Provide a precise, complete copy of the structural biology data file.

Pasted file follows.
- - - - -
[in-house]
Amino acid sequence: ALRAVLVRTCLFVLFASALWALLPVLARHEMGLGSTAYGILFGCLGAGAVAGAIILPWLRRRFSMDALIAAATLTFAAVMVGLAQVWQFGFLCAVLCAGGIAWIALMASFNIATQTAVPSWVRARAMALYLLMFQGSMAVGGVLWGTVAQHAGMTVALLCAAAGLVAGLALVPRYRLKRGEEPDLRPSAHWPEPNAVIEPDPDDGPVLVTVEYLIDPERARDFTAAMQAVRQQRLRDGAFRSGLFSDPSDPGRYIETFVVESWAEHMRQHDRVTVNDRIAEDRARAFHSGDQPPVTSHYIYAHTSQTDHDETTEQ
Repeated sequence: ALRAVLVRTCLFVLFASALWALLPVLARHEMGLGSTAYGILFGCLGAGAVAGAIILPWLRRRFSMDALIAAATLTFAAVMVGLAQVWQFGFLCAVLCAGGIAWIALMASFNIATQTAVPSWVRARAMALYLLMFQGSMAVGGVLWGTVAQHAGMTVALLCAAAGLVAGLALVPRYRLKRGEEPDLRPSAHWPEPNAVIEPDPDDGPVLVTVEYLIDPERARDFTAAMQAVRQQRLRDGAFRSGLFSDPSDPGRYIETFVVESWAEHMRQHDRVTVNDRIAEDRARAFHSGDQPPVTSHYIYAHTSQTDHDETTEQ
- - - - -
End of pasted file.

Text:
[in-house]
Amino acid sequence: ALRAVLVRTCLFVLFASALWALLPVLARHEMGLGSTAYGILFGCLGAGAVAGAIILPWLRRRFSMDALIAAATLTFAAVMVGLAQVWQFGFLCAVLCAGGIAWIALMASFNIATQTAVPSWVRARAMALYLLMFQGSMAVGGVLWGTVAQHAGMTVALLCAAAGLVAGLALVPRYRLKRGEEPDLRPSAHWPEPNAVIEPDPDDGPVLVTVEYLIDPERARDFTAAMQAVRQQRLRDGAFRSGLFSDPSDPGRYIETFVVESWAEHMRQHDRVTVNDRIAEDRARAFHSGDQPPVTSHYIYAHTSQTDHDETTEQ
Repeated sequence: ALRAVLVRTCLFVLFASALWALLPVLARHEMGLGSTAYGILFGCLGAGAVAGAIILPWLRRRFSMDALIAAATLTFAAVMVGLAQVWQFGFLCAVLCAGGIAWIALMASFNIATQTAVPSWVRARAMALYLLMFQGSMAVGGVLWGTVAQHAGMTVALLCAAAGLVAGLALVPRYRLKRGEEPDLRPSAHWPEPNAVIEPDPDDGPVLVTVEYLIDPERARDFTAAMQAVRQQRLRDGAFRSGLFSDPSDPGRYIETFVVESWAEHMRQHDRVTVNDRIAEDRARAFHSGDQPPVTSHYIYAHTSQTDHDETTEQ